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Trends and country-level variation in age at first sex in sub-Saharan Africa among birth cohorts entering adulthood between 1985 and 2020

Abstract

Background

Debuting sexual intercourse marks exposure to pregnancy or fatherhood and sexually transmitted infections (STIs), including HIV. In sub-Saharan Africa (SSA), sexual debut varies according to cultural, religious, and economic factors, and encouraging delay has been a longstanding component of behavioural HIV prevention strategies. Age at first sex (AFS) is routinely collected in national household surveys, but data are affected by reporting biases, limiting utility to monitor trends and guide sexual health interventions.

Methods

We collated individual-level data from nationally-representative household surveys to analyse timing and national trends in AFS in 42 SSA countries. We used a log-skew-logistic distribution to characterize the time to AFS in a Bayesian spatio-temporal model, providing estimates of the sexual debut rate by sex, age, time, and country. We statistically adjusted for reporting biases by comparing AFS reported by the same birth cohorts in multiple survey rounds, allowing different reporting biases by sex and country.

Results

Median AFS in 2015 ranged from 15.8 among Angolan women to 25.3 among men in Niger. AFS was younger for women than men in 37/40 countries. The gap was largest for Sahel region countries and minimal in southern African countries. The distribution of female AFS was asymmetric with half debuting sex in an age range of 3.9 years [IQR 3.4–5.0 across countries]. Median AFS increased slightly between 1985 and 2020, ranging 0.84 years [IQR 0.11–1.55] and 0.79 [IQR -0.23–1.98] for females and males, respectively. The gender gap changed little over time in most countries. Female teens often reported higher AFS compared to when asked in their late twenties while male teens reported lower AFS; both sexes recalled a higher AFS in older ages compared to their thirties.

Conclusions

AFS increased slightly in most SSA countries, but changes were modest relative to large and persistent variation between countries and sexes, indicating relatively entrenched socio-cultural practices around sexual debut. Sexual health, family planning, and HIV/STI prevention services should adapt to local practices rather than focusing interventions to change AFS. These estimates for rates of sexual debut provide data to guide programmatic prioritization and implementation of sexual health services.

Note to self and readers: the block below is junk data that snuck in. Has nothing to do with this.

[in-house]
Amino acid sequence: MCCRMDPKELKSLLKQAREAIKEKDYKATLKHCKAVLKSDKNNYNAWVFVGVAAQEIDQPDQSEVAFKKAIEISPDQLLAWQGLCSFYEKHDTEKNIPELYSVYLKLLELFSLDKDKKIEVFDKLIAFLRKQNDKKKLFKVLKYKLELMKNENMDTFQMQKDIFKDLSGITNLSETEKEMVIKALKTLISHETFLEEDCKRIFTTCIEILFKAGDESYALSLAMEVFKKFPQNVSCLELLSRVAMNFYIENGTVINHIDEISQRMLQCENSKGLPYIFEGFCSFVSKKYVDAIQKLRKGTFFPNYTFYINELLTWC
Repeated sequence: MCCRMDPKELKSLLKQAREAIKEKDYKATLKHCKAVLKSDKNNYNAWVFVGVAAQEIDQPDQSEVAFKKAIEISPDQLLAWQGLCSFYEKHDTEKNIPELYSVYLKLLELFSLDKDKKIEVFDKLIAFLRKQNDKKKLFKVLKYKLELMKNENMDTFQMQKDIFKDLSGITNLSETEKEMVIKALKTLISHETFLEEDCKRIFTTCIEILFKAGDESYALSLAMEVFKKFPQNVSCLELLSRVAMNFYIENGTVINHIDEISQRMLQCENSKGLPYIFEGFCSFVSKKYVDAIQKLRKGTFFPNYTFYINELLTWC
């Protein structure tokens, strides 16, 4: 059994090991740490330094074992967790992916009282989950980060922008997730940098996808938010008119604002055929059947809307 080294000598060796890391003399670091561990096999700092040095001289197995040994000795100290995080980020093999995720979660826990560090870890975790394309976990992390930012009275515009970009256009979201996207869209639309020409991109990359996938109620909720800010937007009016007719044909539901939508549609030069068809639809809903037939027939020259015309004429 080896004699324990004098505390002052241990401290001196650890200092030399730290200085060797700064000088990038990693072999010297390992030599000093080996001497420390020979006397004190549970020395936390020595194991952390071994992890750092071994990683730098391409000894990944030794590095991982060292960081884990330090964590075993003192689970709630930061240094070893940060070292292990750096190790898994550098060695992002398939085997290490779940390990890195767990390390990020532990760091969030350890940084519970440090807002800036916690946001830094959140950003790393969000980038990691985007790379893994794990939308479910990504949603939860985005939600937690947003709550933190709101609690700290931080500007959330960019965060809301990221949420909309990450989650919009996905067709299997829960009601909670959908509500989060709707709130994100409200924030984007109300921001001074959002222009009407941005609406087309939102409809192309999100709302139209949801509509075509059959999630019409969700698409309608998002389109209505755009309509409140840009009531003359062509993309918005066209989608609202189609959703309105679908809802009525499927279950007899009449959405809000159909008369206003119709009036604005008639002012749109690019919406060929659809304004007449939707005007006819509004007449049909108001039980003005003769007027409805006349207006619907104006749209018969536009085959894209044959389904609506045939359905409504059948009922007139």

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Introduction

Debuting sexual intercourse is an important life course event for myriad developmental, social, and health reasons. Initiation of sexual activity marks the time when an individual becomes at risk for pregnancy or fatherhood and of acquiring and transmitting sexually transmitted infections (STIs) [1]. Younger age at first sex (AFS) has been associated with a higher rate of STIs [2,3,4,5] and increased risk of engaging risky sexual behaviours that facilitate STIs [6].

In sub-Saharan Africa (SSA), patterns and determinants of sexual debut have been of particular interest because of risk of exposure to HIV infection [7] and high rates of adolescent pregnancy [8], which is associated with increased risk of adverse maternal and child health outcomes. Age of first sex (AFS) varies between populations across SSA countries [9, 10] according to cultural factors, religious practices, education, socio-economic status [10, 11], and has changed over time along with these determinants. Secondary education and wealth quintile have been associated with later sexual debut among young women, though among men evidence is more mixed or in the opposite direction [12,13,14].

Delayed sexual debut has been associated with declines in HIV incidence [4, 15], and encouraging young people to delay sexual debut was considered a priority for curtailing HIV epidemics in sub-Saharan Africa (SSA) during the 2000s as part of the “Abstinence, Be faithful, and use a Condom (ABC)” approach to HIV prevention [16]. Consequently, AFS in a population has become a key sexual risk indicator for determining and monitoring HIV and STI prevention activities [17, 18].

Data on AFS are routinely collected in nationally-representative household surveys [19, 20] conducted roughly every five years to monitor key health and development indicators. These data, reported retrospectively through face-to-face interviews, are susceptible to systematic response biases related to difficulty recalling dates of life events that happened long ago or desirable standards of society, culture, and health or political campaigns [9, 21,22,23]. Studies in which the same individuals have been surveyed longitudinally have estimated that the percentage of inconsistent AFS reports ranged from 30 to 56% between survey rounds [24, 25] and documented a tendency to report older AFS as respondents age [10, 25, 26]. Discrepant reports were in both directions and mostly a few years in magnitude but up to 10 years [20, 25]. As the cohort aged from teenager to adulthood, men tended to report higher AFS while women reported lower AFS [10, 27, 28]. Including inconsistently reported individual observations, however, did not substantially affect estimates of the population median AFS [25, 29] or predictors in multivariate modelling [20].